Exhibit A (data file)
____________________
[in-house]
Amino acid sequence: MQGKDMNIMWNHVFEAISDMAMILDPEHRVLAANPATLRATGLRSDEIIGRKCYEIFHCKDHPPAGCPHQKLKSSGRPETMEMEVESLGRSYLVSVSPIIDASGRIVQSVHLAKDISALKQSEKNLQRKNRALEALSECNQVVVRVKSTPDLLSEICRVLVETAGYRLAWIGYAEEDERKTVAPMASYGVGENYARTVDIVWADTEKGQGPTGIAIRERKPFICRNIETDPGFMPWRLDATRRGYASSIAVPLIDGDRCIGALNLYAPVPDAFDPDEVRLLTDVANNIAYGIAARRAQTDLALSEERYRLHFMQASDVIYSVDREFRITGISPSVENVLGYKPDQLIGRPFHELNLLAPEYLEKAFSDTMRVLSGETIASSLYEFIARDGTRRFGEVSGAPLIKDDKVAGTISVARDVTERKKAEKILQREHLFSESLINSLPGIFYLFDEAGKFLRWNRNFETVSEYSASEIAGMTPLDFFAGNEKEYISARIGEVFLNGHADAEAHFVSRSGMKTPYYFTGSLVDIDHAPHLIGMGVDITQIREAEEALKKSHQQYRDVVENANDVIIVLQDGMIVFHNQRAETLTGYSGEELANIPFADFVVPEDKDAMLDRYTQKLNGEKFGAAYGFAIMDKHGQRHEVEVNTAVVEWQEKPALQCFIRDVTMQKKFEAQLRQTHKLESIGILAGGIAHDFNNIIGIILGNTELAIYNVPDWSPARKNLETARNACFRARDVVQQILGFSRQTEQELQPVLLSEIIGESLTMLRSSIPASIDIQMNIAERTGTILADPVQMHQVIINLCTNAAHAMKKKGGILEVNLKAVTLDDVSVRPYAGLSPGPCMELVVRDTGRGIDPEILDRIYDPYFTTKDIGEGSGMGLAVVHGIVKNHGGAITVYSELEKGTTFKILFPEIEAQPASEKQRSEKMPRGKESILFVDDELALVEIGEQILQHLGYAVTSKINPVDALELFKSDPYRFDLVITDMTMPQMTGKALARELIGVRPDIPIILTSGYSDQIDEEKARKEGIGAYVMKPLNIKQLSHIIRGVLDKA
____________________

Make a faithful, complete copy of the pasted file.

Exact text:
[in-house]
Amino acid sequence: MQGKDMNIMWNHVFEAISDMAMILDPEHRVLAANPATLRATGLRSDEIIGRKCYEIFHCKDHPPAGCPHQKLKSSGRPETMEMEVESLGRSYLVSVSPIIDASGRIVQSVHLAKDISALKQSEKNLQRKNRALEALSECNQVVVRVKSTPDLLSEICRVLVETAGYRLAWIGYAEEDERKTVAPMASYGVGENYARTVDIVWADTEKGQGPTGIAIRERKPFICRNIETDPGFMPWRLDATRRGYASSIAVPLIDGDRCIGALNLYAPVPDAFDPDEVRLLTDVANNIAYGIAARRAQTDLALSEERYRLHFMQASDVIYSVDREFRITGISPSVENVLGYKPDQLIGRPFHELNLLAPEYLEKAFSDTMRVLSGETIASSLYEFIARDGTRRFGEVSGAPLIKDDKVAGTISVARDVTERKKAEKILQREHLFSESLINSLPGIFYLFDEAGKFLRWNRNFETVSEYSASEIAGMTPLDFFAGNEKEYISARIGEVFLNGHADAEAHFVSRSGMKTPYYFTGSLVDIDHAPHLIGMGVDITQIREAEEALKKSHQQYRDVVENANDVIIVLQDGMIVFHNQRAETLTGYSGEELANIPFADFVVPEDKDAMLDRYTQKLNGEKFGAAYGFAIMDKHGQRHEVEVNTAVVEWQEKPALQCFIRDVTMQKKFEAQLRQTHKLESIGILAGGIAHDFNNIIGIILGNTELAIYNVPDWSPARKNLETARNACFRARDVVQQILGFSRQTEQELQPVLLSEIIGESLTMLRSSIPASIDIQMNIAERTGTILADPVQMHQVIINLCTNAAHAMKKKGGILEVNLKAVTLDDVSVRPYAGLSPGPCMELVVRDTGRGIDPEILDRIYDPYFTTKDIGEGSGMGLAVVHGIVKNHGGAITVYSELEKGTTFKILFPEIEAQPASEKQRSEKMPRGKESILFVDDELALVEIGEQILQHLGYAVTSKINPVDALELFKSDPYRFDLVITDMTMPQMTGKALARELIGVRPDIPIILTSGYSDQIDEEKARKEGIGAYVMKPLNIKQLSHIIRGVLDKA